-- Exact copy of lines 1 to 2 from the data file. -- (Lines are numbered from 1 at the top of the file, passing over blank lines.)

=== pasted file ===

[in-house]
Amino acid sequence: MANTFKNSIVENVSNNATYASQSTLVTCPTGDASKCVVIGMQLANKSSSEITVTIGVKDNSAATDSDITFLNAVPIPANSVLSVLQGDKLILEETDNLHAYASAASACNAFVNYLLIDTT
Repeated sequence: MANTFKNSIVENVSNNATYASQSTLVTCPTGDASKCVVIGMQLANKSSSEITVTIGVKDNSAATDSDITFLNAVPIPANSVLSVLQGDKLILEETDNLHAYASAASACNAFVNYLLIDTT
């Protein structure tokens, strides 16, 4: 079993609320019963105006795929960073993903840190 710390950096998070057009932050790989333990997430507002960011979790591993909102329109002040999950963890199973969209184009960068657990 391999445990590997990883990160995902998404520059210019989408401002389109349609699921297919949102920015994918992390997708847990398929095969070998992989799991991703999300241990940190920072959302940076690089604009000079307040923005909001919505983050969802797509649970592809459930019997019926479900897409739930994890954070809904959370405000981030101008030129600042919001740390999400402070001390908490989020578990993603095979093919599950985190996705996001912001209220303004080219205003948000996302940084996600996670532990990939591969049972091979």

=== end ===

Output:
[in-house]
Amino acid sequence: MANTFKNSIVENVSNNATYASQSTLVTCPTGDASKCVVIGMQLANKSSSEITVTIGVKDNSAATDSDITFLNAVPIPANSVLSVLQGDKLILEETDNLHAYASAASACNAFVNYLLIDTT